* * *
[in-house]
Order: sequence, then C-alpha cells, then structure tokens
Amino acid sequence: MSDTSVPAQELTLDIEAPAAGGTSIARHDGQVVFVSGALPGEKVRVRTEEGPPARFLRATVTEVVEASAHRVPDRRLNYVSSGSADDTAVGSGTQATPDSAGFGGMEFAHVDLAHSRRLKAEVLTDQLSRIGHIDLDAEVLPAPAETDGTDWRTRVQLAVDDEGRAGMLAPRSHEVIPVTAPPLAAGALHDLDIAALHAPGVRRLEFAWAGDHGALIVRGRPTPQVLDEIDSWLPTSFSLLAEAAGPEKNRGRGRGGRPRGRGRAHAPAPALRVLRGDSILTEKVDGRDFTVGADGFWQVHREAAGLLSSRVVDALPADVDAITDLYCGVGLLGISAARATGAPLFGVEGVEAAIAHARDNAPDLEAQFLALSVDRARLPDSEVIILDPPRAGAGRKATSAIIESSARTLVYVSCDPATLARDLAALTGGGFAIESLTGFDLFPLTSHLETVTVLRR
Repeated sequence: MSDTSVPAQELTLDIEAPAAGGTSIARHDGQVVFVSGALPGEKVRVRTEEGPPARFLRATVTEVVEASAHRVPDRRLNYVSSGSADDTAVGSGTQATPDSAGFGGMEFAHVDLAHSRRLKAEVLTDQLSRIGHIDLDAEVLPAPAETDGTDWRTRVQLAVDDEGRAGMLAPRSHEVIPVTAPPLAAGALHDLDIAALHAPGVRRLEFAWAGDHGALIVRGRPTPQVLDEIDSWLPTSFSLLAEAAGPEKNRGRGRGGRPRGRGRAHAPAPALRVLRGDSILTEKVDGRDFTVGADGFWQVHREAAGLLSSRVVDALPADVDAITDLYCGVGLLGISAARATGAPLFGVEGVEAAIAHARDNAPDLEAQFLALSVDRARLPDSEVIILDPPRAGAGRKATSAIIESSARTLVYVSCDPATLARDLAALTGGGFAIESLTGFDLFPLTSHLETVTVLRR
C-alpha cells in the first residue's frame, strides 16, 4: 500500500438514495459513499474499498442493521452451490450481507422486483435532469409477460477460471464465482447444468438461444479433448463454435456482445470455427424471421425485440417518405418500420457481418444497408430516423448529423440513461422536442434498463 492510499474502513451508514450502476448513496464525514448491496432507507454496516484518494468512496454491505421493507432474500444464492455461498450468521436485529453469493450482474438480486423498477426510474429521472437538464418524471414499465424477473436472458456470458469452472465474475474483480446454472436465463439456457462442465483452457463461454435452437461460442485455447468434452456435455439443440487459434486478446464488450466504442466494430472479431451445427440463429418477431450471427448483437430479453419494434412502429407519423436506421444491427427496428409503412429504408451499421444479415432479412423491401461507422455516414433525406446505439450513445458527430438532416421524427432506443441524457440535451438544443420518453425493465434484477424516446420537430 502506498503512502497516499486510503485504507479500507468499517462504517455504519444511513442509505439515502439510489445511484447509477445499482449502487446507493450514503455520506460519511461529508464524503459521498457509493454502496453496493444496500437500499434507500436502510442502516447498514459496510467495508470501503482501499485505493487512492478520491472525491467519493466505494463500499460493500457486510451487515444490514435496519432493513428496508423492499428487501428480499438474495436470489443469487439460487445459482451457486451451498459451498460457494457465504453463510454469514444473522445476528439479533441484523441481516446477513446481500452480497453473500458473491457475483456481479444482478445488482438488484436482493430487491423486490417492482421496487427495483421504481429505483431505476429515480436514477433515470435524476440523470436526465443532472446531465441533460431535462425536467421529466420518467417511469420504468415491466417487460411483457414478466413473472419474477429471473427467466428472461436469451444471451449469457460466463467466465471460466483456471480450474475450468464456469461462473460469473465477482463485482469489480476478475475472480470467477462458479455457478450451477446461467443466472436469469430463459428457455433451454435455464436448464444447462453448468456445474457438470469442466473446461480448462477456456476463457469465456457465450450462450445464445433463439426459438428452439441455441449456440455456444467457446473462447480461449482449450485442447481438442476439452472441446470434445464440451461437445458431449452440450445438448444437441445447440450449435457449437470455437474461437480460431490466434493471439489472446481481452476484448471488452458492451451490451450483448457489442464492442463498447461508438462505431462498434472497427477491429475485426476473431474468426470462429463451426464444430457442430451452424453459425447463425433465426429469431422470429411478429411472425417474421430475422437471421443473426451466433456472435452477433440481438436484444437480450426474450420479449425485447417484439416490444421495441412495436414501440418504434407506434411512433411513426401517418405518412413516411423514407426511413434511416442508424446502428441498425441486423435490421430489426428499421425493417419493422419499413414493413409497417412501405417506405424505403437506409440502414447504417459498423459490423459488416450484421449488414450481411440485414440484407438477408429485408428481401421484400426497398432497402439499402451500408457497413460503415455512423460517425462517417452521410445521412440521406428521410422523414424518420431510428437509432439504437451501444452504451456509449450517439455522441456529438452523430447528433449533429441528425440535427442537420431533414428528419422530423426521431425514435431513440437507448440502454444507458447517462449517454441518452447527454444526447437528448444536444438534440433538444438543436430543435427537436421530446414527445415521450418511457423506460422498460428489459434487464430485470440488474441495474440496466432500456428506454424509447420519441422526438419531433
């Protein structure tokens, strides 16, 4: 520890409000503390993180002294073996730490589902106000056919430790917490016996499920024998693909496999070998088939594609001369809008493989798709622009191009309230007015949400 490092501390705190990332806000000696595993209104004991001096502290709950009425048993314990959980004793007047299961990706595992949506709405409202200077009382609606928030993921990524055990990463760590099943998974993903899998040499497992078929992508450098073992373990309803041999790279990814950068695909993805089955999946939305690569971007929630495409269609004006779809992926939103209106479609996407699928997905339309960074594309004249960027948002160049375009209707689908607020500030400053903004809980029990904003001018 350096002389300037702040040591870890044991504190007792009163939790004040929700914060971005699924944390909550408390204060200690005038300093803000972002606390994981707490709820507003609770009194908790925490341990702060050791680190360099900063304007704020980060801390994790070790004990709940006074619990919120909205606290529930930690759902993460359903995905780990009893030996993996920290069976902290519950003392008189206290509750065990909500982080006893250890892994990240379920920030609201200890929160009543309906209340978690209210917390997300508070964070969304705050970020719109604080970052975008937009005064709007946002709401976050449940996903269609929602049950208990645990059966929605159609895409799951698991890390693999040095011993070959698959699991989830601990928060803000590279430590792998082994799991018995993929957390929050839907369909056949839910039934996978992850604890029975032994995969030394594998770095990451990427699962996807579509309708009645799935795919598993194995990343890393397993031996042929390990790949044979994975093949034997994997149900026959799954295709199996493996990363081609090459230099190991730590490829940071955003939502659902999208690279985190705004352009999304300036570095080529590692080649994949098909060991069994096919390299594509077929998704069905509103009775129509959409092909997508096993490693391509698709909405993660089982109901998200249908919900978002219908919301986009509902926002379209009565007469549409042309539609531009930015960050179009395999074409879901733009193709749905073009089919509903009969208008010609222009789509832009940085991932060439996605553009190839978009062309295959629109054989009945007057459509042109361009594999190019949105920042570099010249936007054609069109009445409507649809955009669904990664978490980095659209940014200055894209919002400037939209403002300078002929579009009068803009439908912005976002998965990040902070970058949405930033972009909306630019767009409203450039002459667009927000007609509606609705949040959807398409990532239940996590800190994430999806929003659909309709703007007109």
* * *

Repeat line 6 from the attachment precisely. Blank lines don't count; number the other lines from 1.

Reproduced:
């Protein structure tokens, strides 16, 4: 520890409000503390993180002294073996730490589902106000056919430790917490016996499920024998693909496999070998088939594609001369809008493989798709622009191009309230007015949400 490092501390705190990332806000000696595993209104004991001096502290709950009425048993314990959980004793007047299961990706595992949506709405409202200077009382609606928030993921990524055990990463760590099943998974993903899998040499497992078929992508450098073992373990309803041999790279990814950068695909993805089955999946939305690569971007929630495409269609004006779809992926939103209106479609996407699928997905339309960074594309004249960027948002160049375009209707689908607020500030400053903004809980029990904003001018 350096002389300037702040040591870890044991504190007792009163939790004040929700914060971005699924944390909550408390204060200690005038300093803000972002606390994981707490709820507003609770009194908790925490341990702060050791680190360099900063304007704020980060801390994790070790004990709940006074619990919120909205606290529930930690759902993460359903995905780990009893030996993996920290069976902290519950003392008189206290509750065990909500982080006893250890892994990240379920920030609201200890929160009543309906209340978690209210917390997300508070964070969304705050970020719109604080970052975008937009005064709007946002709401976050449940996903269609929602049950208990645990059966929605159609895409799951698991890390693999040095011993070959698959699991989830601990928060803000590279430590792998082994799991018995993929957390929050839907369909056949839910039934996978992850604890029975032994995969030394594998770095990451990427699962996807579509309708009645799935795919598993194995990343890393397993031996042929390990790949044979994975093949034997994997149900026959799954295709199996493996990363081609090459230099190991730590490829940071955003939502659902999208690279985190705004352009999304300036570095080529590692080649994949098909060991069994096919390299594509077929998704069905509103009775129509959409092909997508096993490693391509698709909405993660089982109901998200249908919900978002219908919301986009509902926002379209009565007469549409042309539609531009930015960050179009395999074409879901733009193709749905073009089919509903009969208008010609222009789509832009940085991932060439996605553009190839978009062309295959629109054989009945007057459509042109361009594999190019949105920042570099010249936007054609069109009445409507649809955009669904990664978490980095659209940014200055894209919002400037939209403002300078002929579009009068803009439908912005976002998965990040902070970058949405930033972009909306630019767009409203450039002459667009927000007609509606609705949040959807398409990532239940996590800190994430999806929003659909309709703007007109």